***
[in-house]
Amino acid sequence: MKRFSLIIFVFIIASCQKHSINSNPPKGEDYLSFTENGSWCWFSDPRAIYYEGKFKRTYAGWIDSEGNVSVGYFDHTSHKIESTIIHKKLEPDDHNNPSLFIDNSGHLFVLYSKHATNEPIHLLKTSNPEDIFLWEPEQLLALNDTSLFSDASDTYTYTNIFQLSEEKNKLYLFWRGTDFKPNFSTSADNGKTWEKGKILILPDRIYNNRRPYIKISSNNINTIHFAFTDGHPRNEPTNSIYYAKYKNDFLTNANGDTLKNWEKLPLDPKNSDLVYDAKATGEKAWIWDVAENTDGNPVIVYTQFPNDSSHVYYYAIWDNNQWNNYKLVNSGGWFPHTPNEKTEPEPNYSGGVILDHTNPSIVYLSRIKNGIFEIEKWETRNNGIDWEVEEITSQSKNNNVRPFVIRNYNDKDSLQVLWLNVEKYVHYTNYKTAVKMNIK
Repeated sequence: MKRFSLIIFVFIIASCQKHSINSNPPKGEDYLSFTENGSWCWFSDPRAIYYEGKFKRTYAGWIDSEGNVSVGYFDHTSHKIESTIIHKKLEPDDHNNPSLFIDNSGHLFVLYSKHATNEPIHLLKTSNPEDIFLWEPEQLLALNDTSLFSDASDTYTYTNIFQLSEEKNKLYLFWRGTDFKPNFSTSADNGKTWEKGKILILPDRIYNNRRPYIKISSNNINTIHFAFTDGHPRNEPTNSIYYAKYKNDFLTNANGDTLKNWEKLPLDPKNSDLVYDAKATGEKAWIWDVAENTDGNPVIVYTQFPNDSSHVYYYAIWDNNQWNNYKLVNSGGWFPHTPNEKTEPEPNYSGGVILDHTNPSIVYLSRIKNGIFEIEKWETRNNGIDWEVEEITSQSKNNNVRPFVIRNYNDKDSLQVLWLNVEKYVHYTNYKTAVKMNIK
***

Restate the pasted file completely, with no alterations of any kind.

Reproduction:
[in-house]
Amino acid sequence: MKRFSLIIFVFIIASCQKHSINSNPPKGEDYLSFTENGSWCWFSDPRAIYYEGKFKRTYAGWIDSEGNVSVGYFDHTSHKIESTIIHKKLEPDDHNNPSLFIDNSGHLFVLYSKHATNEPIHLLKTSNPEDIFLWEPEQLLALNDTSLFSDASDTYTYTNIFQLSEEKNKLYLFWRGTDFKPNFSTSADNGKTWEKGKILILPDRIYNNRRPYIKISSNNINTIHFAFTDGHPRNEPTNSIYYAKYKNDFLTNANGDTLKNWEKLPLDPKNSDLVYDAKATGEKAWIWDVAENTDGNPVIVYTQFPNDSSHVYYYAIWDNNQWNNYKLVNSGGWFPHTPNEKTEPEPNYSGGVILDHTNPSIVYLSRIKNGIFEIEKWETRNNGIDWEVEEITSQSKNNNVRPFVIRNYNDKDSLQVLWLNVEKYVHYTNYKTAVKMNIK
Repeated sequence: MKRFSLIIFVFIIASCQKHSINSNPPKGEDYLSFTENGSWCWFSDPRAIYYEGKFKRTYAGWIDSEGNVSVGYFDHTSHKIESTIIHKKLEPDDHNNPSLFIDNSGHLFVLYSKHATNEPIHLLKTSNPEDIFLWEPEQLLALNDTSLFSDASDTYTYTNIFQLSEEKNKLYLFWRGTDFKPNFSTSADNGKTWEKGKILILPDRIYNNRRPYIKISSNNINTIHFAFTDGHPRNEPTNSIYYAKYKNDFLTNANGDTLKNWEKLPLDPKNSDLVYDAKATGEKAWIWDVAENTDGNPVIVYTQFPNDSSHVYYYAIWDNNQWNNYKLVNSGGWFPHTPNEKTEPEPNYSGGVILDHTNPSIVYLSRIKNGIFEIEKWETRNNGIDWEVEEITSQSKNNNVRPFVIRNYNDKDSLQVLWLNVEKYVHYTNYKTAVKMNIK